Monday, December 1, 2008

Crank it to 11 (or the importance of validation)

So there I was, thinking about stuff to put on my shiny new blog when the funniest excuse for a topic about validation fell into my lap. I was browsing the SQL Developer feature request site (which just so happens to be powered by Application Express) when I found a very nice feature. I'd already voted 10 for a few features I liked. This one was far superior.

I couldn't help myself so I modified the DOM node for the vote and set it to 11. *smirk* "Surely this isn't going to work" I thought as I submitted my vote, but I was wrong...

There it is, my vote of 11. Do the math, it even contributes to the average score for the feature. So kiddies, at this stage need I say more? Probably not. Is it even kosher to patronise Oracle this soon in my blogging career? Well... we'll soon find out boys and girls. Stuff like this just doesn't cut it as far as I'm concerned. I could digress into a rant about processes very easily here, but I think it would be more productive to use this as an example to learn from so I'll give that a go first.

I'm sure what the developer intended to do was create an item level validation to confirm the expected bounds on the input. If it's outside the expected range, display a polite message along the lines of "Invalid Input" so when Captain XSS comes along and tries to get a bit cheeky he quickly looses interest. Small flaws like this are going to provide the incentive for bad guys to dig a little deeper. While we're on the topic of script injection, I'll just say you should always follow up the validation with a low sequence process that cleanses the input. The simplest way to do this is to use the inbuilt HTF.escape_sc(variable) function to reassign the value of all your page variables.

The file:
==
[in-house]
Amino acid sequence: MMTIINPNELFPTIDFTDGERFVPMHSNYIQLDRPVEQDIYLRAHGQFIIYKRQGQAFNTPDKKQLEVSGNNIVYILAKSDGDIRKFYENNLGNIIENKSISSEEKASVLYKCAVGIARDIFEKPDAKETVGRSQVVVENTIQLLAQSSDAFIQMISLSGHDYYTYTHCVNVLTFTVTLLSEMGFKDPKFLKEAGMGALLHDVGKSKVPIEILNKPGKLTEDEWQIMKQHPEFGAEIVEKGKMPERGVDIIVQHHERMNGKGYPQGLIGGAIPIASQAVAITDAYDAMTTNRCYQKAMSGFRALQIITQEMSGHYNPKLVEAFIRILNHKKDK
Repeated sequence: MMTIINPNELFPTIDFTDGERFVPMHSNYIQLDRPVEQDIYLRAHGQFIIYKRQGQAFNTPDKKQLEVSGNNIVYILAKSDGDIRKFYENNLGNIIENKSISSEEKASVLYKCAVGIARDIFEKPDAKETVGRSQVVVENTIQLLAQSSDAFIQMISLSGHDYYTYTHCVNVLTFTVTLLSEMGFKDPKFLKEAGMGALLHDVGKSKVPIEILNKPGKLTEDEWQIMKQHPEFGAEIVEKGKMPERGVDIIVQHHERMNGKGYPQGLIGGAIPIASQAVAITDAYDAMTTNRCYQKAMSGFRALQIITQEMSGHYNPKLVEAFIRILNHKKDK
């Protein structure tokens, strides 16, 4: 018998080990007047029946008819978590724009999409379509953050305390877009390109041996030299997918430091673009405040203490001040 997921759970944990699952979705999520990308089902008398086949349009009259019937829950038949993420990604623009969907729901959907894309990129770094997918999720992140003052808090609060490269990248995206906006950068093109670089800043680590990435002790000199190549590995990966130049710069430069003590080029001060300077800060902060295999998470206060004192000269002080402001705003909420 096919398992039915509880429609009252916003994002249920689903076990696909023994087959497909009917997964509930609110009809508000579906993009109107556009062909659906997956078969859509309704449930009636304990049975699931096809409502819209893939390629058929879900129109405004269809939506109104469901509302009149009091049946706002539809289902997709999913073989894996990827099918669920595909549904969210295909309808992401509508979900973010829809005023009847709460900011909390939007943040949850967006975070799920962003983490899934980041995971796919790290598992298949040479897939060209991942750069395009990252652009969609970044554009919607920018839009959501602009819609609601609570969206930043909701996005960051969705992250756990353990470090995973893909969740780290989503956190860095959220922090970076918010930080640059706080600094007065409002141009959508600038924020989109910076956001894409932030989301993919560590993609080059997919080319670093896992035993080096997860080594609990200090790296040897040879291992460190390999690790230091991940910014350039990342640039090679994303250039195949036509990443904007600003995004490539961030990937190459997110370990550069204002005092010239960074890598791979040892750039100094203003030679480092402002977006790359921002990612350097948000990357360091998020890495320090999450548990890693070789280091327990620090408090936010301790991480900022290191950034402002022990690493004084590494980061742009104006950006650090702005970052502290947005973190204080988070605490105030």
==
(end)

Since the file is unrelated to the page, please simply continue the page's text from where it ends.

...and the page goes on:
Sure, you could argue this stuff isn't always necessary, for instance if a particular column uses a LOV select list with referential integrity then you can leave the database to throw an ugly error for you if you like. As long as you are gauging the consequences of omitting validation then that's good stuff. If you're ever in doubt, please don't just ignore it. The above example may seem relatively harmless, but these sorts of things happen embarrassingly frequently. If we can't get it right on a small scale, how are we going to convince people they are safe when it really counts, such as with voting systems used in national elections. Please don't allow your self to get complacent. This sort of thing is shameful. Not just for the developer, but the entire industry.

Application Express is simple yet powerful. This combination can get you in to trouble unless you are prepared to be a bit careful. Perhaps the title could have been "the importance of keeping grads away from outward facing web applications"? ...or "the importance of peer review"? ...or maybe "the importance of allocating QA time to projects". Whatever the reason, the 2nd largest software company in the world should know better. 'Nuff said?

1 comment:

Edenist said...

haha good work captain meat!